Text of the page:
White Sands Missile Range was recognized at this year’s Secretary of the Army Energy and Water Management Awards held at the Pentagon Oct. 29.
WSMR Garrison Energy Manager Craig Collins and his team were recognized for their achievements in energy efficiency and energy management for construction of a 4.5 megawatt ground-mounted solar photovoltaic power plan system, which includes a solar carport.
WSMR Garrison Commander Col. Brian Michelson and Collins accepted the award from the Honorable Katherine Hammack, the assistant Secretary of the Army, Richard Kidd, deputy assistant secretary of the Army for Energy and Sustainability, and Lt. Gen. David Halverson, assistant chief of staff for Installation Management during the ceremony.
“Today we celebrate excellence in Energy and Water Management on our installations. We are very proud to present some of our heroes who have embraced the principles of Net Zero and are leading their installations to increased resiliency with energy and water security,” Hammack said.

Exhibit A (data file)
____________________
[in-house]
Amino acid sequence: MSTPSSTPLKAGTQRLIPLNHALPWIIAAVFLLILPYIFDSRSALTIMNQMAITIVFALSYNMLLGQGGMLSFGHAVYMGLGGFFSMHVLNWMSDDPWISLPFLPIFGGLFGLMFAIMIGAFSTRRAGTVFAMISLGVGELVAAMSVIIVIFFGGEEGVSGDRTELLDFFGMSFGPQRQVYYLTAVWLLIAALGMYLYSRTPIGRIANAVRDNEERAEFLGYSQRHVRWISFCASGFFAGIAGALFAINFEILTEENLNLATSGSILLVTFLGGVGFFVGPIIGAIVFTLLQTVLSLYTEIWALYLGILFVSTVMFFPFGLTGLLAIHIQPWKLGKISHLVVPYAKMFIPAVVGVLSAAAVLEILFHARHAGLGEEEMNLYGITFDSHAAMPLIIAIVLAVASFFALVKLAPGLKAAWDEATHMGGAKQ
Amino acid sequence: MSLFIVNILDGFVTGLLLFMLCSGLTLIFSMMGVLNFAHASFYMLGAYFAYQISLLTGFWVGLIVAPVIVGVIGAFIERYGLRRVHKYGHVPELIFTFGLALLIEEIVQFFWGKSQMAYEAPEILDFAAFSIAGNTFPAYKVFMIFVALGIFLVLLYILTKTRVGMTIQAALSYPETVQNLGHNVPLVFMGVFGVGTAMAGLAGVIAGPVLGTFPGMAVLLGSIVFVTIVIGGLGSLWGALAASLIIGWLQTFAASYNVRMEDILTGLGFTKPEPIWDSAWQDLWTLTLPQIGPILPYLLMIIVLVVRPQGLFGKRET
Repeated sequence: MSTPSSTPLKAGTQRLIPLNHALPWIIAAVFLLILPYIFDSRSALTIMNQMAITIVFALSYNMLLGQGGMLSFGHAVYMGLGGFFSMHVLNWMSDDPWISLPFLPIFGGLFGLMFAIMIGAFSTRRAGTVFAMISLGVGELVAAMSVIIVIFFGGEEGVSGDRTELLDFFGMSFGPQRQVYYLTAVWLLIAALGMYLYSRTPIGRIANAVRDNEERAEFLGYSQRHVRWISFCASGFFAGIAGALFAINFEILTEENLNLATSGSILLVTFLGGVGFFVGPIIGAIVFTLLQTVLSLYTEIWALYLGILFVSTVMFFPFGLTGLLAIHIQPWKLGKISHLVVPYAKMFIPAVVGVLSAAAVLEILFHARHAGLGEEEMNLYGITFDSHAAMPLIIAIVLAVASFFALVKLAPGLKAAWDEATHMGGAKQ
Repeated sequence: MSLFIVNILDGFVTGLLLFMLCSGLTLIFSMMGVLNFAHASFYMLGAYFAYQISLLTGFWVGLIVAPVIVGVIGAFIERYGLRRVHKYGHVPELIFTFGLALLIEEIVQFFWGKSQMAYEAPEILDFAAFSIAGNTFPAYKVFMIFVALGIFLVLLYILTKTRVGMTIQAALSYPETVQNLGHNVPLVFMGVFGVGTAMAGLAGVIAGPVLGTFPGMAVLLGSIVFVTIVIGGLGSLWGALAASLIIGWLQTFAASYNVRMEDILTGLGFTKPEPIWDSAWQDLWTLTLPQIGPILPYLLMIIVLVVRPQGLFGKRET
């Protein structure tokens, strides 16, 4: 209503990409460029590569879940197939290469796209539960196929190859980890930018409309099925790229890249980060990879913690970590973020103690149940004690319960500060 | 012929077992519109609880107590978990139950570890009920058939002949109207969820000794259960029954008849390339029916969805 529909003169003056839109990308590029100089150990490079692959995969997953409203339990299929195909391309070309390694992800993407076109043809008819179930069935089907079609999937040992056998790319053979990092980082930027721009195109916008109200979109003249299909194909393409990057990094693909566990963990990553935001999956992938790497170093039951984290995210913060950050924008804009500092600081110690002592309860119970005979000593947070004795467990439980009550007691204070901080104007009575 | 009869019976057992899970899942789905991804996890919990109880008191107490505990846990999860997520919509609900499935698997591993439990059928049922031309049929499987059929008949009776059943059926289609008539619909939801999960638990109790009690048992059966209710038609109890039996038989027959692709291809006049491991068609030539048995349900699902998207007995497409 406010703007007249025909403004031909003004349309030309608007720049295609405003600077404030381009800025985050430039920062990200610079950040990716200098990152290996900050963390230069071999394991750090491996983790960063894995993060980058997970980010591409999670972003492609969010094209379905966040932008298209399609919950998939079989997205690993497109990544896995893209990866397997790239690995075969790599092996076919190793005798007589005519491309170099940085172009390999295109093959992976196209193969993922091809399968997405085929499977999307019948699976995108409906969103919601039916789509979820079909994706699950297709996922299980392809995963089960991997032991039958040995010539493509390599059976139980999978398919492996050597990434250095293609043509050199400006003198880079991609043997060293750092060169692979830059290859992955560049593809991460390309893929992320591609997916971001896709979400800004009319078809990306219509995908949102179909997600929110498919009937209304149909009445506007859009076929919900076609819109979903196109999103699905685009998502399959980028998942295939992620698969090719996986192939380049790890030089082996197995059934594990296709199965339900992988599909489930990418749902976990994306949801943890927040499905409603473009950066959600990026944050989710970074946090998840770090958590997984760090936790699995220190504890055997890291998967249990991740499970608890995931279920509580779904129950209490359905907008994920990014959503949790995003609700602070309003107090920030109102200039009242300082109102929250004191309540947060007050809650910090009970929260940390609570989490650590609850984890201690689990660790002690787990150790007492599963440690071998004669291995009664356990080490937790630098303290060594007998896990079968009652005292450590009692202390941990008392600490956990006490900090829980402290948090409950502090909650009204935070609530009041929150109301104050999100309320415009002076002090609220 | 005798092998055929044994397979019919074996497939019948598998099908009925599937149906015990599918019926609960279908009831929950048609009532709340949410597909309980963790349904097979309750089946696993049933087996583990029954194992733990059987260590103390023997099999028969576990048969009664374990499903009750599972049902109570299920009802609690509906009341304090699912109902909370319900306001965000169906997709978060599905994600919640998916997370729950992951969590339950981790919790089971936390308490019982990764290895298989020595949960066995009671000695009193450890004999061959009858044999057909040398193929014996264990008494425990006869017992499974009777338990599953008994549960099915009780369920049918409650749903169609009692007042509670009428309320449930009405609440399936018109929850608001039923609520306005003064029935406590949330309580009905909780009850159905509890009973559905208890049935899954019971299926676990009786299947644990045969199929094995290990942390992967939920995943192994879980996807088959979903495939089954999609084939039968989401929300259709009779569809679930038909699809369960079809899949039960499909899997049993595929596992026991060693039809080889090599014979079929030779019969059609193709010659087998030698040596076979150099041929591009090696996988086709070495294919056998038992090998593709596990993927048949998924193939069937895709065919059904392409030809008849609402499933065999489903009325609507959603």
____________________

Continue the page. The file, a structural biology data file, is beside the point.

The plaque was awarded to Collins, Irene Beck, Contract/Construction branch chief, George Dill, Roads and Grounds section supervisor, and Jose Gallegos, Environmental Division chief for the small group division. The “small group” from WSMR was recognized for their contributions in the construction of the solar array. “This solar project was a team effort from all of DPW. There were many players involved that made the project successful,” Collins said. The solar array is a $16.8 million, 4.5 megawatt ground-mounted solar photovoltaic power plant system spread across 42 acres. Construction was funded through an Energy Savings Performance Contract (ESPC). The array includes the ability to track the sun across the sky, a solar carport with a two car charging system. The system can also provide power for the Headquarters Building, which qualifies it as a Net Zero energy building. Power that is not used by the Headquarters Building is redirected to the distribution system, owned by the government, for use by other facilities.
The energy the solar array generates is consumed by the installation. The array provides an annual cost avoidance of $698,000 and saves 30,000 million BTUs of energy per year.
Collins said he and his team are currently working on a second project at the Aquatics Center. The team is building a solar powered water heater that will provide 35 percent of the energy needed to heat the pool. The expected annual cost avoidance on the project is $8,200.